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The Untold Tales Of Armistead Maupin (Out On Film, OUTshine, Reel Q, Twist)

by Roger Walker-Dack
EDGE Media Network Contributor
Monday Oct 9, 2017
'The Untold Tales Of Armistead Maupin'
'The Untold Tales Of Armistead Maupin'  

Even with the major advances the LGBT community has made in the past few decades, it is still not blessed with an over-abundance of its own heroes and role models. It, therefore, comes as no surprise that when one is blessed with an innate talent to articulate how many of us feel and is a masterful storyteller who succinctly captures the true spirit of our history, it only seems right that he should become the subject of an affectionate documentary.

Armistead Maupin was born at the end of WW2 to an aristocratic Southern family and spent his privileged childhood and college days in North Carolina. What was even more surprising is that after young Maupin had done a couple of spells overseas serving in the US Navy, he cut his writing teeth working for the segregationist Senator Jesse Helms, who was one of the most virulent homophobes in the Senate at the time.

However, in 1971, he was offered a job with the Associated Press's San Francisco Bureau, and he never looked back. Maupin maintains that he was still a virgin until he was 26 years old, and didn't come out of the closet until he was 30. He mischievously reveals to filmmaker Jennifer M. Kroot that he certainly made up for lost time and that his many sexual partners included Rock Hudson.

In 1974 Maupin began what would become the celebrated "Tales of the City" novels, a set of stories that told the whole world about the goings-on in free-spirited San Francisco (even then recognized as the nation's gay capital). He wrote it initially as a daily serial, which for most of its run was published by the San Francisco Chronicle. Because it was so current, Maupin could use it to document everything that was happening in that part of the globe, including the onslaught of the AIDS pandemic that would decimate the city's LGBT community.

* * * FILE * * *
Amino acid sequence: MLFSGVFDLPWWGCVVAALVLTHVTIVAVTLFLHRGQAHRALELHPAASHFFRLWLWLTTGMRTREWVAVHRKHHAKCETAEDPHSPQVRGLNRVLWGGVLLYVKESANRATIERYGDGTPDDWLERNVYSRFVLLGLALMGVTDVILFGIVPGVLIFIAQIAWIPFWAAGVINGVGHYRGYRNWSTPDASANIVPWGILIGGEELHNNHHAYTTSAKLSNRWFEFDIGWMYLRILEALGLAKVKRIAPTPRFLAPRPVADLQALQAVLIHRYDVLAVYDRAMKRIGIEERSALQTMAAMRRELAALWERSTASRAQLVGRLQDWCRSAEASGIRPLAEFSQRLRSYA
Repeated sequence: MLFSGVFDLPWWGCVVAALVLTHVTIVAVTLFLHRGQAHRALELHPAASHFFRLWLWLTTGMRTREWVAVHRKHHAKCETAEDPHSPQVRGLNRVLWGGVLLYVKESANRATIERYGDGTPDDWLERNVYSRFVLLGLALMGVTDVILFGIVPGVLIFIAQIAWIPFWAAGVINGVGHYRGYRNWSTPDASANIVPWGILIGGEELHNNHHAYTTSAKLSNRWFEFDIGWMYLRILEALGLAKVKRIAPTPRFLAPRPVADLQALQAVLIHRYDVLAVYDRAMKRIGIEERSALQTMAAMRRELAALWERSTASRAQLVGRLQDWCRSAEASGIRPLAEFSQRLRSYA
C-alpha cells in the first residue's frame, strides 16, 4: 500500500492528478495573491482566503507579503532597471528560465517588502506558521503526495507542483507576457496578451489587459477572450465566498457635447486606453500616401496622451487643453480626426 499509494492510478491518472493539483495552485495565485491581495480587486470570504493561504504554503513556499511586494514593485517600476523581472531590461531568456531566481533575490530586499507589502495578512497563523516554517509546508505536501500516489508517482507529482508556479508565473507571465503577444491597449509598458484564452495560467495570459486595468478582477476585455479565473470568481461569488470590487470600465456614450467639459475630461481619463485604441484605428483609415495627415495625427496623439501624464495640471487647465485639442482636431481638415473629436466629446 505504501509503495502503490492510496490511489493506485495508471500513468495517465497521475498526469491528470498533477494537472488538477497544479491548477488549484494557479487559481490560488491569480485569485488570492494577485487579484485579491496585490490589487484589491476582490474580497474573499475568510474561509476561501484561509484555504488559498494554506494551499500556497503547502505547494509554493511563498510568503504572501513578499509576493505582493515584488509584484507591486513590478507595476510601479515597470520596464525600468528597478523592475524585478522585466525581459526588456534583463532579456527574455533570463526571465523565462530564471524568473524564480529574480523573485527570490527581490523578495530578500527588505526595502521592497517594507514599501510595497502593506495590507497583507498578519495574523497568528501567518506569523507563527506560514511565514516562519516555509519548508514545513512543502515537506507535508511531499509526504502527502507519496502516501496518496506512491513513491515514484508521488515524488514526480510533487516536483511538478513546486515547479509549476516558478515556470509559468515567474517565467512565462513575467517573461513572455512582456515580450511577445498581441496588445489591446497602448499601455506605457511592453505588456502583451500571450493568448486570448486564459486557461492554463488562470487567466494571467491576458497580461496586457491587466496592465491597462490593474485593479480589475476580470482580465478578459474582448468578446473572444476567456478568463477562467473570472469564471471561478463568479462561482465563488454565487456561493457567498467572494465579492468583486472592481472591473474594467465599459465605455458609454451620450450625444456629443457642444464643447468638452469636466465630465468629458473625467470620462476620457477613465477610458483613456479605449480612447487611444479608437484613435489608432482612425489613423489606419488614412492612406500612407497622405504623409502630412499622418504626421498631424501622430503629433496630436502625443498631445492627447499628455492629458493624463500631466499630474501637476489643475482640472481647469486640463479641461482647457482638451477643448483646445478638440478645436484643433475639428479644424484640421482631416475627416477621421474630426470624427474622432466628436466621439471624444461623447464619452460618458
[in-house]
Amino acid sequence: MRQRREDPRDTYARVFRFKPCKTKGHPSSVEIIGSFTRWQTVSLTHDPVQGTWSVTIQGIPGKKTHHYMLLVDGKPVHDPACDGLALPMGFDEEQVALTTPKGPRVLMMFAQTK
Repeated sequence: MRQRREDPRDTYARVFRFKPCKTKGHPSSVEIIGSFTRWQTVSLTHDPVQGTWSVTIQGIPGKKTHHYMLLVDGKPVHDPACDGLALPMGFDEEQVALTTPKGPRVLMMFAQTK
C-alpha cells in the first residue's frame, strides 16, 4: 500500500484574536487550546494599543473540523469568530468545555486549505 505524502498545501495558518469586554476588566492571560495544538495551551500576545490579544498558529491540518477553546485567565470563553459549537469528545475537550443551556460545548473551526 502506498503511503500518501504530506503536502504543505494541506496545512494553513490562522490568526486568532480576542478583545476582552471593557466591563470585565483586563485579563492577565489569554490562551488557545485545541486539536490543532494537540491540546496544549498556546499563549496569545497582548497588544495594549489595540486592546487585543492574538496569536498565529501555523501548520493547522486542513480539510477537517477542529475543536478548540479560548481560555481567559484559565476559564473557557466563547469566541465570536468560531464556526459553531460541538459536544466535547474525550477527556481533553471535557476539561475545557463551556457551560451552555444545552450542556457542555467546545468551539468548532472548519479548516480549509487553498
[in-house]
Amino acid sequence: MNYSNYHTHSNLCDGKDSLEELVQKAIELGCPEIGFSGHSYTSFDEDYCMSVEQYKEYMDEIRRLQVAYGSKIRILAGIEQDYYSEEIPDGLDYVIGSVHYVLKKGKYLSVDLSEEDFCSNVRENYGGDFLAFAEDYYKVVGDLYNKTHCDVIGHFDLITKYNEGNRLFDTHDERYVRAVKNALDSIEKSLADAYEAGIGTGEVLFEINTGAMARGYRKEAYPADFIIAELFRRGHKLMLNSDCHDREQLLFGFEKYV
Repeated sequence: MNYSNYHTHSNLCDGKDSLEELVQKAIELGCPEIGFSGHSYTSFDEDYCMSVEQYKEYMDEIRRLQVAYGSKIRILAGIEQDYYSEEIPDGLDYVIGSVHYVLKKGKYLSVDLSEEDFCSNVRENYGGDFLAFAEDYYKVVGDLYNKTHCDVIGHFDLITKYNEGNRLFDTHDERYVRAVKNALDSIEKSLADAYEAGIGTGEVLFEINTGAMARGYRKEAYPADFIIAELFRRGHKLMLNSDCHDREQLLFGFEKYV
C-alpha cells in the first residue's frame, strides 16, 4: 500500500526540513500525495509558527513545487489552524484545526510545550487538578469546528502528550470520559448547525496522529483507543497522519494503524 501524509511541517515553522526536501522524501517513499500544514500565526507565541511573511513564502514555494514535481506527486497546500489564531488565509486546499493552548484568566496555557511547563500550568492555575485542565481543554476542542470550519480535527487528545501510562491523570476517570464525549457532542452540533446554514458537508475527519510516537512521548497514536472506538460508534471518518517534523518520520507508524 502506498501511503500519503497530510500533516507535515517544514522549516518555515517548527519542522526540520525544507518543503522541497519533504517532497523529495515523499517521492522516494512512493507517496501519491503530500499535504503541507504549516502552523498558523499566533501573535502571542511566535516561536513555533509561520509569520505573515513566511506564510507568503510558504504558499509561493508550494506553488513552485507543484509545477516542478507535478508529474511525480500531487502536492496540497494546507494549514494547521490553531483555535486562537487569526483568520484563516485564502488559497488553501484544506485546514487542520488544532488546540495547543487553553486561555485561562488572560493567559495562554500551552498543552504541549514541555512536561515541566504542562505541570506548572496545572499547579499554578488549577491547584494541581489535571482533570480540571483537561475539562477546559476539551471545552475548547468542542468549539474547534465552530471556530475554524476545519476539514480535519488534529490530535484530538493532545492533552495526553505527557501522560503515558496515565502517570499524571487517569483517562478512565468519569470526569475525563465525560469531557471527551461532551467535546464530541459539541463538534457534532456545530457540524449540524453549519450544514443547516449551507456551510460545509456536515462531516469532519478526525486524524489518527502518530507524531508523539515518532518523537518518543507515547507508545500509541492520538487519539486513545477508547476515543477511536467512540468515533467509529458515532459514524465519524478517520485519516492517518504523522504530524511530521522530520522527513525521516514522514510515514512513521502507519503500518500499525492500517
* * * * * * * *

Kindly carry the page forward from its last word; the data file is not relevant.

When asked if one of many beloved characters in the "Tales of The City" novels was based on him, he confessed, "I've always been all of the characters in one way or another." Certainly, he used the daily diary to tell his own story, such as the coming out letter he penned ostensibly for the fictional Micheal Tolliver, but which was really aimed at Maupin's parents, whom he wanted to know about his sexuality finally. A nice touch in the film was to have the letter read out loud by several people, including Olympia Dukakis and Laura Linney, who had starred in the TV miniseries.

Maupin was probably one of the first people to ever write about AIDS in those days, and like any of us from that generation who survived, he still mourns the losses and shows the scars of what many of us went through. In his case, his long-term partner, who was HIV+, embraced the arrival of protease inhibitors in 1996 which gave him, and others, a new lease of life. In his case, that meant separating from Maupin and going forward alone.

Maupin finds it easy to articulate his feelings, whether it be about his unfettered happiness with his husband (who is 30 years his senior), or his more controversial stance on outing closeted gay people, which started when he went public on Rock Hudson's sexuality as the actor's friends refused to admit that he was dying of AIDS.

Now, as a beloved senior figure in the community, Maupin is still doing countless readings throughout the country (his appearance at P-Town's Bear Week has become an annual event), and he is busy working on his memoirs, which are due to be published in the fall. He hints, too, that the long-awaited follow-up to the three TV miniseries based on the books might finally be poised to move forward.

Maupin stresses that he knows that he is happy just to be alive and that what has made him happiest is the fact that he is blessed to be surrounded by good friends -- what he terms as his "logical family," which, for LGBT people, will always supplant our biological family any day.

The Untold Tales of Armistead Maupin

This film celebrates Armistead Maupin, one of the world's most beloved storytellers, following his evolution from a conservative son of the Old South into a gay rights pioneer whose novels inspired millions to reclaim their lives.


Runtime :: 90 mins
Language :: Silent
Country :: United States


Producer :: Jennifer M. Kroot

Roger Walker-Dack, a passionate cinephile, is a freelance writer, critic and broadcaster and the author/editor of three blogs. He divides his time between Miami Beach and Provincetown.


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